Paris Hilton icon because... well, just because.

  17. regadpellagru

    gov = Perl script

    1- "a man agresses another with a screwdriver"

    2- "the gov. bans the use and distribution of screwdrivers"

    Replace screwdrivers by anything from dildos to knifes, mp3 players, bretzels (it's been proved it could shortly fail of killing one US president, some time ago :-).

    I think a simple perl script can replace the gov to automate laws generations ;-)

  18. James Wade

    "Security Tools"

    What's to stop so called "hackers" from releasing them as "security tools" and selling them at a reasonable price, only to then be distributed via bit torrent?

    Dumbest idea for a law ever...

  19. kissingthecarpet

    They're all the same(almost)

    The problem with the main alternative (the Tories) is that I seem to remember they knew just as little as the current bunch, and they didn't manage the economy very well either. Also whilst I find that Labour incompetence is wearisome, they don't induce the same gut-churning hatred that some Tories did - remember Nick Ridley, Aitken, Archole, and the Maggon herself - God they were awful!

  20. Anonymous Coward
    Black Helicopters

    Little niggling thought

    It's now almost impossible not to be a terrorist/subversive/hacker in the eyes of the law.

    That makes it easy for the protectors of the nations virtue to entangle anyone who annoys them in a net of legal interpretation, providing years of lucrative enjoyment for our learned friends and fiscal ruin to the "defendant" who has to prove his activities are innocent to a judge and jury whose chief source of information has been the Times, Telegraph, Sun or Daily Mail.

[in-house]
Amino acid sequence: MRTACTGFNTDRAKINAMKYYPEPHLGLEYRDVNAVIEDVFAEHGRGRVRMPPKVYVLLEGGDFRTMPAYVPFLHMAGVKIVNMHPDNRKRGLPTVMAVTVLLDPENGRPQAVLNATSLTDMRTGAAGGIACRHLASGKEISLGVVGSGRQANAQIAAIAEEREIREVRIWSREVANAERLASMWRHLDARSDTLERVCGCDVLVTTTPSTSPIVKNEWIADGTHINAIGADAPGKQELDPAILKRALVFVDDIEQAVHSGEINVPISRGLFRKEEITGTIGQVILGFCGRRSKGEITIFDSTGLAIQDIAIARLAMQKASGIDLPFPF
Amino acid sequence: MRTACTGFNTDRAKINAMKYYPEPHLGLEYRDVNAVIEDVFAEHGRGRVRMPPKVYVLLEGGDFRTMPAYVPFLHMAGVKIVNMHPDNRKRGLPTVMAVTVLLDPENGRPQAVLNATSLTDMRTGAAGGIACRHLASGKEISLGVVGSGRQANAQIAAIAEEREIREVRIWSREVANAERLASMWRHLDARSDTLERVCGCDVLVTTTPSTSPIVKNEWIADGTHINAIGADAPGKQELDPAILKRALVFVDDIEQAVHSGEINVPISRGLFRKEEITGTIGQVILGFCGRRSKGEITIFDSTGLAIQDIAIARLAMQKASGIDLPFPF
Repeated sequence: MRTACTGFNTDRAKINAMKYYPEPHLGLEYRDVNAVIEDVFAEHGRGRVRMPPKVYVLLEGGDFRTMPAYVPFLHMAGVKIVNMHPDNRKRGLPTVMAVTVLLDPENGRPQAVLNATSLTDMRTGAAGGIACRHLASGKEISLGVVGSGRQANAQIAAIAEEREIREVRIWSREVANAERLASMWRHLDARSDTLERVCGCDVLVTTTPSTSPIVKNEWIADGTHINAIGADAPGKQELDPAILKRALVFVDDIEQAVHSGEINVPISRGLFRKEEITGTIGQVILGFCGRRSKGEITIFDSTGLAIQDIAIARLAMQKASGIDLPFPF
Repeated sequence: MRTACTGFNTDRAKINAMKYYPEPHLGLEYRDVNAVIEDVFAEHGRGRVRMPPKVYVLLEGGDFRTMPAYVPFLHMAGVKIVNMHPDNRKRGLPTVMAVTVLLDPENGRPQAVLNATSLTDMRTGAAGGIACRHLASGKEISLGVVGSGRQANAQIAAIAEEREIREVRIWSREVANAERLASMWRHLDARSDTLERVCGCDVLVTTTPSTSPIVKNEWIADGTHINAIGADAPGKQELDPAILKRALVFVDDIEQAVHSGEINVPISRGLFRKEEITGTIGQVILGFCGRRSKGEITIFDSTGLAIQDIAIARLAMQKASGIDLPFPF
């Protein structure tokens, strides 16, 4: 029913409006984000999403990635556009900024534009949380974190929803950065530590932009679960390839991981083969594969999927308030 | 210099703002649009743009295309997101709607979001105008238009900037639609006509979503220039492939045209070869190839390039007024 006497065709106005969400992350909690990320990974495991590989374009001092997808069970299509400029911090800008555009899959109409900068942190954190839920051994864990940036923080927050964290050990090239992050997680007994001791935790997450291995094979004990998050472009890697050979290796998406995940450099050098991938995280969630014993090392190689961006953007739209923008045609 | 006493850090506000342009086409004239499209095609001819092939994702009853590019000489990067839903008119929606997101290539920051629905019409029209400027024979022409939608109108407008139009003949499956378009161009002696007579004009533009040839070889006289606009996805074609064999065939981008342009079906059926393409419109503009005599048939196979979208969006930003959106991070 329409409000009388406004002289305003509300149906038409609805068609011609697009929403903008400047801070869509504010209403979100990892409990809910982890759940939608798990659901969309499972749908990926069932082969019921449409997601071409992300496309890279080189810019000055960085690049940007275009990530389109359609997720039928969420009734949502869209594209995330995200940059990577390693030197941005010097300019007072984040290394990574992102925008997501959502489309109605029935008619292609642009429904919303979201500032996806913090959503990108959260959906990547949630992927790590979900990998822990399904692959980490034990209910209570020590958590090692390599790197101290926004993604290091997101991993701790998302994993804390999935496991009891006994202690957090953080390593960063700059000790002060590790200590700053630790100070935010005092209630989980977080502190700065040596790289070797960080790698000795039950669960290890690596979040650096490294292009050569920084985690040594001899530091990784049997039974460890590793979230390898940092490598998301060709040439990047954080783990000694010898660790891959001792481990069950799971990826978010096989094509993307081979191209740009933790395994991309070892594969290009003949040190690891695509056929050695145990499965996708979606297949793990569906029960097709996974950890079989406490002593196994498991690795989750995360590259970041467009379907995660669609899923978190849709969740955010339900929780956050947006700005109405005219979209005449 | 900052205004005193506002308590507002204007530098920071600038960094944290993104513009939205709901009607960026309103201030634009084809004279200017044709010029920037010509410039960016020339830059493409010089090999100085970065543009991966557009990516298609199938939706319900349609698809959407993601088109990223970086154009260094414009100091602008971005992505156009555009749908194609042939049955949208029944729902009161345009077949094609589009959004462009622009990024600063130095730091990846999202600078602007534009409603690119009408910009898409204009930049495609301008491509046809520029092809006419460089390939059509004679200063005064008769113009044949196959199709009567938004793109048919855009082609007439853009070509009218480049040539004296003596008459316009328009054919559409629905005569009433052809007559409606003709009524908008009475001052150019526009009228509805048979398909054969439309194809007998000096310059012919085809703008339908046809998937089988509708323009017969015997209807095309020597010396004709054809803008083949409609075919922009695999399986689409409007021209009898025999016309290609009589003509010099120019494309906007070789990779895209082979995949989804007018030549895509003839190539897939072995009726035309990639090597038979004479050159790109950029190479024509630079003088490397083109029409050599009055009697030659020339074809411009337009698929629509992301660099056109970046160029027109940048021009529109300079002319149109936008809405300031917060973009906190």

21. dave hands

    linux distributors

    Does this mean that every Linux distro that comes with such tools is then illegal?

    Are the government going to ban RedHat, Slackware and Ubuntu etc etc etc?

    Is the grubby hand of MS in this somewhere (probably up someones nether regions)?

    In reality this is largely unenforcable, especially as the police will need buckets full of forensic IT specialists to sift through Linux boxes to determine whether said tools have ever been used - a cost I can't see them being likely to bear.

  22. Anonymous Coward
    Anonymous Coward


    Hackers, technically are just people who like to figure out how things work.

    Phreakers was a side name for people that hacked telephones.

    Crackers were traditionally people who got around security in games, media and other software things.

    Script Kiddies were people that took the work of the other 3 to cause mayhem.